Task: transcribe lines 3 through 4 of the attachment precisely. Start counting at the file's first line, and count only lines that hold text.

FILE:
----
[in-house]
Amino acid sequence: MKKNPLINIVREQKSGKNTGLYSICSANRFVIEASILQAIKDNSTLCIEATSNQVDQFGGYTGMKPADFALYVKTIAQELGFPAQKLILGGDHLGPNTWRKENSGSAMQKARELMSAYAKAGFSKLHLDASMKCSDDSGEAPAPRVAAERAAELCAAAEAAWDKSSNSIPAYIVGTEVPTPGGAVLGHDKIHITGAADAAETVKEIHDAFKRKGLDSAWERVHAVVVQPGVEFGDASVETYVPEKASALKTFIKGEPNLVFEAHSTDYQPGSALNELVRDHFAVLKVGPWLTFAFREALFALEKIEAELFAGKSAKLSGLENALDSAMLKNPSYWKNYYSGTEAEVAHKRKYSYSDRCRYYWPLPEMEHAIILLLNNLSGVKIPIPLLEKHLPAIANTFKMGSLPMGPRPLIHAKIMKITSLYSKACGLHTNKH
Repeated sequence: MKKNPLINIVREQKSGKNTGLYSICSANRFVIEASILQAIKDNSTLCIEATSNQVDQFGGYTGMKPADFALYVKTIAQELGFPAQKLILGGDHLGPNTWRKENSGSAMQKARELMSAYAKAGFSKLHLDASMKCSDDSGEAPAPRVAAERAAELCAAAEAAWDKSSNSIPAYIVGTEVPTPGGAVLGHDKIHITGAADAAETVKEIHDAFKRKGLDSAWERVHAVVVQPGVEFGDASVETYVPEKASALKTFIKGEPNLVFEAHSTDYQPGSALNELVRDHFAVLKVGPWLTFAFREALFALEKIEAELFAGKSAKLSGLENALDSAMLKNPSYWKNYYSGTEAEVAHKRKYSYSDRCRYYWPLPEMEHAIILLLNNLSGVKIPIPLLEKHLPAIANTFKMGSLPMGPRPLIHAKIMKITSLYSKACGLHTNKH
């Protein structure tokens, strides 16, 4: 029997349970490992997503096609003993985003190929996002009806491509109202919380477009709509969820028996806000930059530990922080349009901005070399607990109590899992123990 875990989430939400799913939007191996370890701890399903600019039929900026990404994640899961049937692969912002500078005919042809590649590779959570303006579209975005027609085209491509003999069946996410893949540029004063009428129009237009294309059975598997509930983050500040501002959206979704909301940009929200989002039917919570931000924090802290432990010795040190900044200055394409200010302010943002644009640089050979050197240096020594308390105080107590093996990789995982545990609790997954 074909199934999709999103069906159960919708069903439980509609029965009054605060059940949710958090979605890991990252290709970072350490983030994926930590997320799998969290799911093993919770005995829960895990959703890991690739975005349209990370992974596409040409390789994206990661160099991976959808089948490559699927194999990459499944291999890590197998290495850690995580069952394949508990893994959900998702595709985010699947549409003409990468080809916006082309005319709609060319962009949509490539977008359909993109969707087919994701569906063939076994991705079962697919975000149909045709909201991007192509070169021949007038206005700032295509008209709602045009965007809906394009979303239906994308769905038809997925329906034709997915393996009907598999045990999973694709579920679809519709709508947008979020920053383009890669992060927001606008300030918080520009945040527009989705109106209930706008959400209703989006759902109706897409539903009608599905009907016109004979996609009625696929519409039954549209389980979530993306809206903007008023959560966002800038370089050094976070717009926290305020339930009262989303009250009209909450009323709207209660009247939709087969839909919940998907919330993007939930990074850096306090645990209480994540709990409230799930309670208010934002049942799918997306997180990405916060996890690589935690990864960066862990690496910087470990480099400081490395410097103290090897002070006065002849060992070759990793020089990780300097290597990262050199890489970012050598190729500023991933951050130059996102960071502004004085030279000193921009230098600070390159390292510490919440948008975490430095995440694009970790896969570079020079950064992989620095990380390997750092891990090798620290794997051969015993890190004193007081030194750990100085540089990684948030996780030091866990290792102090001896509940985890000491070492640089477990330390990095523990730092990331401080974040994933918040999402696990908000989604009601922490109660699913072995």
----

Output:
Repeated sequence: MKKNPLINIVREQKSGKNTGLYSICSANRFVIEASILQAIKDNSTLCIEATSNQVDQFGGYTGMKPADFALYVKTIAQELGFPAQKLILGGDHLGPNTWRKENSGSAMQKARELMSAYAKAGFSKLHLDASMKCSDDSGEAPAPRVAAERAAELCAAAEAAWDKSSNSIPAYIVGTEVPTPGGAVLGHDKIHITGAADAAETVKEIHDAFKRKGLDSAWERVHAVVVQPGVEFGDASVETYVPEKASALKTFIKGEPNLVFEAHSTDYQPGSALNELVRDHFAVLKVGPWLTFAFREALFALEKIEAELFAGKSAKLSGLENALDSAMLKNPSYWKNYYSGTEAEVAHKRKYSYSDRCRYYWPLPEMEHAIILLLNNLSGVKIPIPLLEKHLPAIANTFKMGSLPMGPRPLIHAKIMKITSLYSKACGLHTNKH
């Protein structure tokens, strides 16, 4: 029997349970490992997503096609003993985003190929996002009806491509109202919380477009709509969820028996806000930059530990922080349009901005070399607990109590899992123990 875990989430939400799913939007191996370890701890399903600019039929900026990404994640899961049937692969912002500078005919042809590649590779959570303006579209975005027609085209491509003999069946996410893949540029004063009428129009237009294309059975598997509930983050500040501002959206979704909301940009929200989002039917919570931000924090802290432990010795040190900044200055394409200010302010943002644009640089050979050197240096020594308390105080107590093996990789995982545990609790997954 074909199934999709999103069906159960919708069903439980509609029965009054605060059940949710958090979605890991990252290709970072350490983030994926930590997320799998969290799911093993919770005995829960895990959703890991690739975005349209990370992974596409040409390789994206990661160099991976959808089948490559699927194999990459499944291999890590197998290495850690995580069952394949508990893994959900998702595709985010699947549409003409990468080809916006082309005319709609060319962009949509490539977008359909993109969707087919994701569906063939076994991705079962697919975000149909045709909201991007192509070169021949007038206005700032295509008209709602045009965007809906394009979303239906994308769905038809997925329906034709997915393996009907598999045990999973694709579920679809519709709508947008979020920053383009890669992060927001606008300030918080520009945040527009989705109106209930706008959400209703989006759902109706897409539903009608599905009907016109004979996609009625696929519409039954549209389980979530993306809206903007008023959560966002800038370089050094976070717009926290305020339930009262989303009250009209909450009323709207209660009247939709087969839909919940998907919330993007939930990074850096306090645990209480994540709990409230799930309670208010934002049942799918997306997180990405916060996890690589935690990864960066862990690496910087470990480099400081490395410097103290090897002070006065002849060992070759990793020089990780300097290597990262050199890489970012050598190729500023991933951050130059996102960071502004004085030279000193921009230098600070390159390292510490919440948008975490430095995440694009970790896969570079020079950064992989620095990380390997750092891990090798620290794997051969015993890190004193007081030194750990100085540089990684948030996780030091866990290792102090001896509940985890000491070492640089477990330390990095523990730092990331401080974040994933918040999402696990908000989604009601922490109660699913072995």